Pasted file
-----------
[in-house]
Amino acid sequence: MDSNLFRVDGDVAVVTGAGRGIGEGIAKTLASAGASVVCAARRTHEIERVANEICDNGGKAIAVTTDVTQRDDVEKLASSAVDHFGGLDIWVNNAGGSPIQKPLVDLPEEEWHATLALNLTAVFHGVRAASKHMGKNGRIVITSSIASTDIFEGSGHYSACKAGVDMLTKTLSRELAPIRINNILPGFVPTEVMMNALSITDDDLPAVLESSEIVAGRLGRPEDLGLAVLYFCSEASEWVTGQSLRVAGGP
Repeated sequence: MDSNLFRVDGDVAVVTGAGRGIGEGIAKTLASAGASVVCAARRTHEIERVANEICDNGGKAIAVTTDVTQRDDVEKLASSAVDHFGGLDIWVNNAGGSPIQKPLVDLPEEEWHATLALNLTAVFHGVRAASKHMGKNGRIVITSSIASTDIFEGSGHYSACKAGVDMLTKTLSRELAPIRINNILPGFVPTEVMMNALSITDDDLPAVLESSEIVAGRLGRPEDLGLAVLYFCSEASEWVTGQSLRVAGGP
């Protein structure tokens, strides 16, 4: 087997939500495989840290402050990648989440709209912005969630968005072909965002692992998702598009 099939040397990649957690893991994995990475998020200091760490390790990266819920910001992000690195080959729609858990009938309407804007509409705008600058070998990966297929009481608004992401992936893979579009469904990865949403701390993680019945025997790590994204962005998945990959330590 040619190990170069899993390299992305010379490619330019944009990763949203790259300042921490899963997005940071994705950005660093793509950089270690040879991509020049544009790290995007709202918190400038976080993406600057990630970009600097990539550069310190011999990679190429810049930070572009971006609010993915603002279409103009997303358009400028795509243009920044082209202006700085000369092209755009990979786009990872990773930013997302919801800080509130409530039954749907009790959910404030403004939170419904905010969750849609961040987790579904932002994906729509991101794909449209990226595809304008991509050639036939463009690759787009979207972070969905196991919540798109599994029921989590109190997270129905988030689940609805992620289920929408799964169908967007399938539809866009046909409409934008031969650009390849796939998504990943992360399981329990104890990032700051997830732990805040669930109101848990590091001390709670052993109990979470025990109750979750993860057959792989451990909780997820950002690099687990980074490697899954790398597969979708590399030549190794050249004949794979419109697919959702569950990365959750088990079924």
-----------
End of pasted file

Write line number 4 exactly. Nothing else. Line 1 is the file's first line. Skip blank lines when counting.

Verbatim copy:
């Protein structure tokens, strides 16, 4: 087997939500495989840290402050990648989440709209912005969630968005072909965002692992998702598009 099939040397990649957690893991994995990475998020200091760490390790990266819920910001992000690195080959729609858990009938309407804007509409705008600058070998990966297929009481608004992401992936893979579009469904990865949403701390993680019945025997790590994204962005998945990959330590 040619190990170069899993390299992305010379490619330019944009990763949203790259300042921490899963997005940071994705950005660093793509950089270690040879991509020049544009790290995007709202918190400038976080993406600057990630970009600097990539550069310190011999990679190429810049930070572009971006609010993915603002279409103009997303358009400028795509243009920044082209202006700085000369092209755009990979786009990872990773930013997302919801800080509130409530039954749907009790959910404030403004939170419904905010969750849609961040987790579904932002994906729509991101794909449209990226595809304008991509050639036939463009690759787009979207972070969905196991919540798109599994029921989590109190997270129905988030689940609805992620289920929408799964169908967007399938539809866009046909409409934008031969650009390849796939998504990943992360399981329990104890990032700051997830732990805040669930109101848990590091001390709670052993109990979470025990109750979750993860057959792989451990909780997820950002690099687990980074490697899954790398597969979708590399030549190794050249004949794979419109697919959702569950990365959750088990079924």